The rod 77 also passes through the core of a solenoid 71. So long as solenoid 71 is not excited, it has no effect on the rod 77. It therefore allows the spring-loaded rod to fully apply pressure via the shoes 74, 75, and 76 to the inside face 86 of the cylindrical body 36 and to the faces of the disks 54 and 64. Consequently, when solenoid 71 is not excited, the frame 30 and the geophones 40, 50, and 60 are completely locked relative to the body of the sonde 12. However, when the solenoid is excited by the application of direct current thereto, it forces rod 77 to move in a direction opposite to the direction of the pressure force provided by spring blades 84 and 85, thereby unlocking the geophones relative to the sonde 12 by separating the shoes 74, 75, and 76 from their respective braking surfaces. If alternating current is applied to the same solenoid, it applies alternating movement to the rod 77. Thus, instead of completely locking or freeing the frame 30 and the geophones 50 and 60 as respectively occurs with the application to the solenoid of no current or direct current, the frame and geophones move in a braked fashion until they occupy their equilibrium positions under the effect of gravity.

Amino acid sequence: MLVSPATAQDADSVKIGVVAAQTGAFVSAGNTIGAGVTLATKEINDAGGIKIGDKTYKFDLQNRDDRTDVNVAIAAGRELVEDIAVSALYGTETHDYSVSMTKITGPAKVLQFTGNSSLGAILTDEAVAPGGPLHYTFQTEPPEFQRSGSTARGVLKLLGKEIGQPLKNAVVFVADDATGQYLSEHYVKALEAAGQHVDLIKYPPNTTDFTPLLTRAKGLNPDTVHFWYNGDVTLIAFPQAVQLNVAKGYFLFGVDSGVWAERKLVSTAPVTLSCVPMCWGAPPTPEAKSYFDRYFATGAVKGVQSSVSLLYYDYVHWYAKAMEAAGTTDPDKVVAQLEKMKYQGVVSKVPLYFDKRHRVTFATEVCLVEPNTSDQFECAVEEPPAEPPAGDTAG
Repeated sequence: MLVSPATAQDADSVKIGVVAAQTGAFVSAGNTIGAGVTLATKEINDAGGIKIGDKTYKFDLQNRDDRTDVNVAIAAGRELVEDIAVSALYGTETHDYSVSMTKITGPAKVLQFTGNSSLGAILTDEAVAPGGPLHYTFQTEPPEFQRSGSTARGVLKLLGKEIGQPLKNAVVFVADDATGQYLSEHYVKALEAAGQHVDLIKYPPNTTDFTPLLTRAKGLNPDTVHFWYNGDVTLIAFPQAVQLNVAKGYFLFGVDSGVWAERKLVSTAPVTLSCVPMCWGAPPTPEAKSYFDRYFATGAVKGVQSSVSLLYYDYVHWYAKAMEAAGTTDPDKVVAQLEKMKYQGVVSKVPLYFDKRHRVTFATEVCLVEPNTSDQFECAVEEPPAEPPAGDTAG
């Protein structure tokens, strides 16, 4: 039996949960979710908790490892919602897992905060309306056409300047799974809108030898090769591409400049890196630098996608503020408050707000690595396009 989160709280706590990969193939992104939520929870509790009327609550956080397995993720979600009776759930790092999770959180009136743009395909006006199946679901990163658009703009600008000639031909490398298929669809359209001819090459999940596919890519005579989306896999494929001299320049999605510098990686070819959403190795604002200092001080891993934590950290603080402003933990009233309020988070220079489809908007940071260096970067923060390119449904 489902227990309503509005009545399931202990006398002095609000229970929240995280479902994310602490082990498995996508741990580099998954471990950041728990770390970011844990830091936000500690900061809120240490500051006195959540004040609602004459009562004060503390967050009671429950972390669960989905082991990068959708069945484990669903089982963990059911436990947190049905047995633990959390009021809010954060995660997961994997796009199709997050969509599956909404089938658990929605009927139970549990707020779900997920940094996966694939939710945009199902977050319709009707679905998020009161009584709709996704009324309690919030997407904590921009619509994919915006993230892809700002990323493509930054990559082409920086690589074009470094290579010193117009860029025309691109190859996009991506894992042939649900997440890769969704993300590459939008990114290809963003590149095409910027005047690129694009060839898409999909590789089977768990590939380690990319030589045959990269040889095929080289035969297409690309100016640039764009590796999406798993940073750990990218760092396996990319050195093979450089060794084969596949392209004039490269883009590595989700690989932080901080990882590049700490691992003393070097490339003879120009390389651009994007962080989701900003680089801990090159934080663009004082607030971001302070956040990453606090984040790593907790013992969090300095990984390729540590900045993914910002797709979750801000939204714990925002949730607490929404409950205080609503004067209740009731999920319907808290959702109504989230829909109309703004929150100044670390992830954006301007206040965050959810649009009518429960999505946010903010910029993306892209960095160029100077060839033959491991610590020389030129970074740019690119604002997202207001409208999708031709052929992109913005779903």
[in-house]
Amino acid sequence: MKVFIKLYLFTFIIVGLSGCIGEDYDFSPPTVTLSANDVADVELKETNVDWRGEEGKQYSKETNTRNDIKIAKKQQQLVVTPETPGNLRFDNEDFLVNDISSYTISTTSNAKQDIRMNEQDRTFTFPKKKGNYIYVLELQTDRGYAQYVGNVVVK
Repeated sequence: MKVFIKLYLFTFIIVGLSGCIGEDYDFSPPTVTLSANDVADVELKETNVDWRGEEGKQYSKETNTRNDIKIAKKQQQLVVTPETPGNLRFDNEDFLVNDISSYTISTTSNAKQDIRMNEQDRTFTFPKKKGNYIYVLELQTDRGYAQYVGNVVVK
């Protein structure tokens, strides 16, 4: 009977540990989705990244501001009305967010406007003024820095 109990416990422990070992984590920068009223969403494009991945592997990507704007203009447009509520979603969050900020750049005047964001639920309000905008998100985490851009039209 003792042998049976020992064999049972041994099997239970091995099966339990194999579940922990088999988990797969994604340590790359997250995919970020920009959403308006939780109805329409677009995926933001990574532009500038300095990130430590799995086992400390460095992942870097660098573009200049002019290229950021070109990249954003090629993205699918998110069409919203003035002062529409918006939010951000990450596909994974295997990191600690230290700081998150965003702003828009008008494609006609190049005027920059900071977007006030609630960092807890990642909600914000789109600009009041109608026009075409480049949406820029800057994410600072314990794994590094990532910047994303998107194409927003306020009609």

In sum, the locking device acts by means of a rod which under the effect of common spring means applies all three brake shoes against their respective braking surfaces so long as the solenoid remains unpowered. If the solenoid is excited by means of an electric current, the rod moves in the opposite direction to that applied by the resilient spring means and separates all three shoes simultaneously from their respective brake surfaces.